The Boost library is now available for C++Builder and RAD Studio 10.3.1.
Boost is a very important third party C++ library, and one many of our customers request support for. It's taken us longer than we had hoped, but I'm very glad to announce it's available in the GetIt package manager today. You can find it by opening GetIt (Tools menu, GetIt Package Manager) and either clicking the Libraries category or searching for "Boost" in the search box.
Boost is available in three flavours:
These are just some some of the really useful libraries now available to you with C++Builder. Also supported are libraries like Boost.asio, a famous library for asynchronous network and other I/O; Boost.InterProcess for interprocess communication; Boost.lockfree for non-locking data structures; and more.
It's taken us some time to release Boost for C++Builder 10.3.x, which we regret. We are very glad to have released it now, and would like to discuss our plans for the future.
Most importantly: It is our aim to support Boost day-of or close to the release date for any version. Unlike 10.3, this will happen for 10.3.2: you can expect Boost when 10.3.2 is released, and the same for 10.4 and other future versions.
You'll notice we now support a much newer version of Boost (1.68 today) with our newer C++17 compiler for Win32. This is a great benefit to you because of the newer libraries you can use. We plan to release an upgraded Win64 compiler soon, and when we do, that too will support a newer version. At the moment, we're unsure if this will be 1.68 or even newer, such as 1.70. (1.70 was released just thirty days ago, and we did not want to delay releasing any further in order to merge changes forward. However, it or 1.71 are a candidate version for the future.)
We'll also be staying up to date with Boost in future. We will be merging support forward as Boost releases new versions. Ideally, we will also be aiming to merge compatibility changes back into Boost itself. This isn't a matter of simply providing a patch to the Boost project: it's actually up to the maintainers of each individual library, all 127 of them, so this may take some time. During that, we'll be merging changes forward regularly ourselves.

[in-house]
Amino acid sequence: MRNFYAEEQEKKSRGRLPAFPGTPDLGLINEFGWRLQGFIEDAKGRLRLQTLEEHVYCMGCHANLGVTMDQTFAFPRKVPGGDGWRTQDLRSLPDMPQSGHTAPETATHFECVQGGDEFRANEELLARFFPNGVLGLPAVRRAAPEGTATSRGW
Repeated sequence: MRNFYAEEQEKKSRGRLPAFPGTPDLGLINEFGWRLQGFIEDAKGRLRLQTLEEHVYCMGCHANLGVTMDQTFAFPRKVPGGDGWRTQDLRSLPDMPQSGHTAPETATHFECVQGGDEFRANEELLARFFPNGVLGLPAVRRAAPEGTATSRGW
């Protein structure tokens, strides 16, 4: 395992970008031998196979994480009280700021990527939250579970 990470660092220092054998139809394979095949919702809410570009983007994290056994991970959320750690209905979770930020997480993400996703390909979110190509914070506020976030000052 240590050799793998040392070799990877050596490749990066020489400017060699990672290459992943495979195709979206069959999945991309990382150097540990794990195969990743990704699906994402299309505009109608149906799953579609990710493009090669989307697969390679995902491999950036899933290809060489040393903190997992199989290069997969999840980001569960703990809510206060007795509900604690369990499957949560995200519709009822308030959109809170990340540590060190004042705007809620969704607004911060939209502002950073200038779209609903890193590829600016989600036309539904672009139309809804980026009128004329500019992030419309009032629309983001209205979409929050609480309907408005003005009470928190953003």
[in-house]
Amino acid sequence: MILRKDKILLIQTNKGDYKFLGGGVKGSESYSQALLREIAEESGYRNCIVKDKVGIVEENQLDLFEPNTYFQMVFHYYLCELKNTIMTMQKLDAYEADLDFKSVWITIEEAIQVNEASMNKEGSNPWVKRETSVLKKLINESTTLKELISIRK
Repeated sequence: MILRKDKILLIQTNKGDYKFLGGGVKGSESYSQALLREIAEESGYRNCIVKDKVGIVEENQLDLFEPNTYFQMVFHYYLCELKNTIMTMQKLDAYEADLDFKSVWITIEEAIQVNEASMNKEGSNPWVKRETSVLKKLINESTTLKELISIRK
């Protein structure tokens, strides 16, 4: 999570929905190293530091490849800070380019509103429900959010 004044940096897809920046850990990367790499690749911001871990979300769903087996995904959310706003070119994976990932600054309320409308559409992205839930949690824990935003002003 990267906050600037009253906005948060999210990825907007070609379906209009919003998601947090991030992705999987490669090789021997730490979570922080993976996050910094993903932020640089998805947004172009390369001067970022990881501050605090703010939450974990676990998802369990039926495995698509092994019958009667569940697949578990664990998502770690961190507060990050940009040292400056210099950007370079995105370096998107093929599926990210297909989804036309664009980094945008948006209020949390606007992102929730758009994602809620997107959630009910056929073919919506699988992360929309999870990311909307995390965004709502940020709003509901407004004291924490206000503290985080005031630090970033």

We hope you find Boost and its presence through GetIt a great benefit to you. Thankyou for sticking with us while it took us time to release it, and we look forward to timely and swift releases of up to date Boost versions in the future.
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Good for the new boost version, but will now wait for next RadStudio version. That's what delayed our tests of 10.3. Hover now is not worth the install hassle until next version comes out . From what I hear, there are lots clang issues comparing with 10.2.3. Still stuck with XE7... and actively searching to get out of Embarcadero ecosystem. Such a potential on paper, such a waste at actual execution,Please next time revise how you communicate with you clients. There was a death silence for months about boost.
Clang should be significantly better than in 10.2.3. Can you expand on what you see?We work each release to improve it. There are good things coming in the IDE and tooling spaces, for example.
Wanted to give you the list from the quality.embarcadero.com but hey "Sorry, an error occurred trying to log you in - please try again". If even the bug reporting tool does not work, we are ....
They were important bugs and regressions in 10.3 and fixed and more regressions in 10.3.1 especially for exceptions if I remember well.
Lack of coherence between 32bit and 64bit compilers is also a major issue. Both must have exactly the same the same version. It just does not make any sense to have C++ 14/17 32bit and C++ 11 64bit when working with unified code base.
The most importing limiting factor is the clang debugger, which is little bit better now, but far from be useful for anything but trivial work. This is probably the single most important issue to solve.
The clang compilation speed is also a very limiting factor. Can you do something about it or is related the general clang implementation? We are mitigating that issue with the use of TwineCompile, but still is much slower than the classic compiler.
Side question, can we expect in next IDE version Visual Assist integration? The productivity in RadStudio IDE has not changed much since v1. CodeInsight is useless and first thing to disable, unless willing to wait 15 sec between work typing. I tend to write my code in Notepad++ to avoid typing too much, but it's just not practical.
Generally guys, can you take the important company decision to actually to release tested and working software. You charge for it $2.5k the least we can expect for its core to work. It's like selling a car, nice car, but with broken dampers, overheating engine, missing seat bell, and only few of your dash instruments working. Yes the car moves, but can you really drive it on actual road, except in front of your house?
If I am still writing, probably have some hope left....